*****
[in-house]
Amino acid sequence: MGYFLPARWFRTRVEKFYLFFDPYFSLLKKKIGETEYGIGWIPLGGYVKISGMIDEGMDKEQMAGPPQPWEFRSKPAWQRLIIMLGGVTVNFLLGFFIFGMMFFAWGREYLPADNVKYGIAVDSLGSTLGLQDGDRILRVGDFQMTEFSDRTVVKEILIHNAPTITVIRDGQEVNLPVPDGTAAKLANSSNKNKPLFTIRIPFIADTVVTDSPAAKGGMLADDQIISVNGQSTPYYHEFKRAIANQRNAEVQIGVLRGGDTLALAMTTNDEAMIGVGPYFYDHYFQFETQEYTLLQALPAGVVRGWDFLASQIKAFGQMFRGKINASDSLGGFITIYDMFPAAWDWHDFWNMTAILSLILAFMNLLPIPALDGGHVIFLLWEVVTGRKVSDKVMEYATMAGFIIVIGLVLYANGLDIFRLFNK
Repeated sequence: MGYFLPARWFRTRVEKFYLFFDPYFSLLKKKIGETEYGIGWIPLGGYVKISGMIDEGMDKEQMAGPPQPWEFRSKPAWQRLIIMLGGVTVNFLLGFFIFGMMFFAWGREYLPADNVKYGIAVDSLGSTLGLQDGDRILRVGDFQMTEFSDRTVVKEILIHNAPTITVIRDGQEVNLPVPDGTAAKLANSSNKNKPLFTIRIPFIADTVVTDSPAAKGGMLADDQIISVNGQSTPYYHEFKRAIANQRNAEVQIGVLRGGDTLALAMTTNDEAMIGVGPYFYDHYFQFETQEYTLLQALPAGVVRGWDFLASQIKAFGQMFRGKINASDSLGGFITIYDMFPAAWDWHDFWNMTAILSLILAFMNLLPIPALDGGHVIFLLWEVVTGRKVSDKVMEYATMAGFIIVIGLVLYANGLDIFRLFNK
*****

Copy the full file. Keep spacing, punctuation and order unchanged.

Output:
[in-house]
Amino acid sequence: MGYFLPARWFRTRVEKFYLFFDPYFSLLKKKIGETEYGIGWIPLGGYVKISGMIDEGMDKEQMAGPPQPWEFRSKPAWQRLIIMLGGVTVNFLLGFFIFGMMFFAWGREYLPADNVKYGIAVDSLGSTLGLQDGDRILRVGDFQMTEFSDRTVVKEILIHNAPTITVIRDGQEVNLPVPDGTAAKLANSSNKNKPLFTIRIPFIADTVVTDSPAAKGGMLADDQIISVNGQSTPYYHEFKRAIANQRNAEVQIGVLRGGDTLALAMTTNDEAMIGVGPYFYDHYFQFETQEYTLLQALPAGVVRGWDFLASQIKAFGQMFRGKINASDSLGGFITIYDMFPAAWDWHDFWNMTAILSLILAFMNLLPIPALDGGHVIFLLWEVVTGRKVSDKVMEYATMAGFIIVIGLVLYANGLDIFRLFNK
Repeated sequence: MGYFLPARWFRTRVEKFYLFFDPYFSLLKKKIGETEYGIGWIPLGGYVKISGMIDEGMDKEQMAGPPQPWEFRSKPAWQRLIIMLGGVTVNFLLGFFIFGMMFFAWGREYLPADNVKYGIAVDSLGSTLGLQDGDRILRVGDFQMTEFSDRTVVKEILIHNAPTITVIRDGQEVNLPVPDGTAAKLANSSNKNKPLFTIRIPFIADTVVTDSPAAKGGMLADDQIISVNGQSTPYYHEFKRAIANQRNAEVQIGVLRGGDTLALAMTTNDEAMIGVGPYFYDHYFQFETQEYTLLQALPAGVVRGWDFLASQIKAFGQMFRGKINASDSLGGFITIYDMFPAAWDWHDFWNMTAILSLILAFMNLLPIPALDGGHVIFLLWEVVTGRKVSDKVMEYATMAGFIIVIGLVLYANGLDIFRLFNK